Written by Jackson Samples (CLAS '20)
On Tuesday, October 3rd, U.N. Ambassador Nikki Haley cast a “no” vote on a Human Rights Council resolution which condemns the death penalty as a sanction for “same-sex relations” and other acts. Fortunately for the world, the resolution still had sufficient votes to pass; in the end, a small step was taken in the fight to formally recognize the human rights of individuals. The United States, meanwhile, is on the record as being on the wrong side of social progress, and has sent a dangerous message to marginalized groups around the world.
The “no” vote is problematic for several reasons. While the death penalty itself is immoral, its use against people simply because they are gay is beyond that--it then becomes an indefensible, discriminatory practice. Actions like these have no place in the 21st century. The fact that the Trump administration could not even acknowledge this is deeply disturbing, and makes clear that they do not truly value the lives of LGBTQ+ individuals. Moreover, if the administration cannot take a moral stand on the issue of killing people because of an identity they hold, it becomes clear that they view ethics and statecraft as mutually exclusive. Such a philosophy holds dark implications in the realms of both domestic and international policymaking.
Cynics would argue that the “no” vote, in the grand scheme of things, is inconsequential--since the U.N. resolution does not actually change nations’ policies or carry an enforcement mechanism, votes like these are superfluous statements. This logic, however, is flawed. The United States holds more social and political capital than any other nation in the world. As a result, the President can influence financial markets and change nations’ behavior merely by delivering a speech. Similarly, the United States’s vote behind a resolution at the United Nations can make a material difference in people’s lives. One can look at the instance of the Argentine government in the 1970’s returning political prisoners only after human rights pressure was exerted by the United Nations. Nation-states in general are concerned with how the United States plays a role in such pressure; if we take a strong stand against human rights abuses, nations take notice and at the very least move away from openly committing abuses. This by itself goes a long way in ensuring such behaviors become taboo and socially unacceptable. Unfortunately, the “no” vote cast by Ambassador Haley sends the message that the United States does not take the violation of human rights seriously, encouraging governments to continue their inhumane practices. LGBTQ+ individuals and all marginalized groups around the world are left without the meaningful, vocal support they need.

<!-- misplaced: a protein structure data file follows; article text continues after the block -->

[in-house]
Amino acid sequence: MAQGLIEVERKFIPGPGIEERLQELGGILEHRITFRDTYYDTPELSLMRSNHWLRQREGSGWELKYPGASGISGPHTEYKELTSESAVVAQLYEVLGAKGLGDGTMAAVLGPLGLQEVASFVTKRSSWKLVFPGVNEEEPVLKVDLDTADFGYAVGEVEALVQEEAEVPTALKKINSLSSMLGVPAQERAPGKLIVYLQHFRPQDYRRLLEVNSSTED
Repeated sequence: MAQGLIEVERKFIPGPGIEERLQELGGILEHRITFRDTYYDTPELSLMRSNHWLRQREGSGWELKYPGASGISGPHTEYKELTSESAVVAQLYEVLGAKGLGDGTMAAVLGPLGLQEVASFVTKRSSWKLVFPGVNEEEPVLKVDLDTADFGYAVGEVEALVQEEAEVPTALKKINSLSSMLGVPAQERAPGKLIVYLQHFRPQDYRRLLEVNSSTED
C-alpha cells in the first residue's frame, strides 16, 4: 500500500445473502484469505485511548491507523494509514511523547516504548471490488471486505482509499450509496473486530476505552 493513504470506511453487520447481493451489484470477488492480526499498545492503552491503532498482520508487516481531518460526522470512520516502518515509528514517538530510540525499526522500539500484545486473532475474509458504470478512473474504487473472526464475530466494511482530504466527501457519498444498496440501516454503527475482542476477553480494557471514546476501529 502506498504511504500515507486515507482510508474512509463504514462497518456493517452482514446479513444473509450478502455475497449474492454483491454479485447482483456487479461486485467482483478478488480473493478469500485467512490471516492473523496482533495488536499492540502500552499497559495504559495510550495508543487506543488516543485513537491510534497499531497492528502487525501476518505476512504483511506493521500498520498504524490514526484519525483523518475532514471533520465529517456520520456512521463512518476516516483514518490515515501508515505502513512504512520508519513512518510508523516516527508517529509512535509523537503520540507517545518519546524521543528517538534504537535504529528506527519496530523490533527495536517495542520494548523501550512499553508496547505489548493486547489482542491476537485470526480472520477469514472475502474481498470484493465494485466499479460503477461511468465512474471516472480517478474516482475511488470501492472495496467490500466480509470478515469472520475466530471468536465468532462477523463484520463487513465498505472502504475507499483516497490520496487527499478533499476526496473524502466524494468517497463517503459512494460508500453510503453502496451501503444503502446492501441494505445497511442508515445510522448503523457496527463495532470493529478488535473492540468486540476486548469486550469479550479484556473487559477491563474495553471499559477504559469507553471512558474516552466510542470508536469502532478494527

Furthermore, Ambassador Haley’s subsequent clarification of the “no” vote was not sufficient. It is laughable to claim that the Trump administration has “always fought for justice for the LGBT community” when the administration has moved to ban transgender Americans from serving in the military and urged courts to rule that federal law does not ban discrimination against gay employees. It is also erroneous to compare it to the U.N. vote that took place under the Obama administration, in which the United States abstained and the language regarding “same-sex relations” was not included.
The Trump administration has time and time again shown that it believes LGBTQ+ people are not deserving of equal rights, and Ambassador Haley’s discriminatory “no” vote is just one example of this. The issues with the vote, however, do not end there. As discussed before, the vote is indicative of the administration’s dangerous approach to foreign relations. With the United States pulling back support for a global human rights regime, human rights abuses are going to naturally increase in frequency. The silence of the U.S. regarding the genocide of Rohingya Muslims in Myanmar, genocide of LGBTQ+ in Chechnya, and the Syrian refugee crisis, among hundreds of other issues, does nothing but add oxygen to these fires. Ultimately, the best way to improve the situation is to increase domestic pressure on the administration, and elect a President who possesses a more ethical approach to foreign policy in 2020. Only then are we likely to see improved outcomes for marginalized groups around the world.
Jackson Samples can be contacted at email@example.com.
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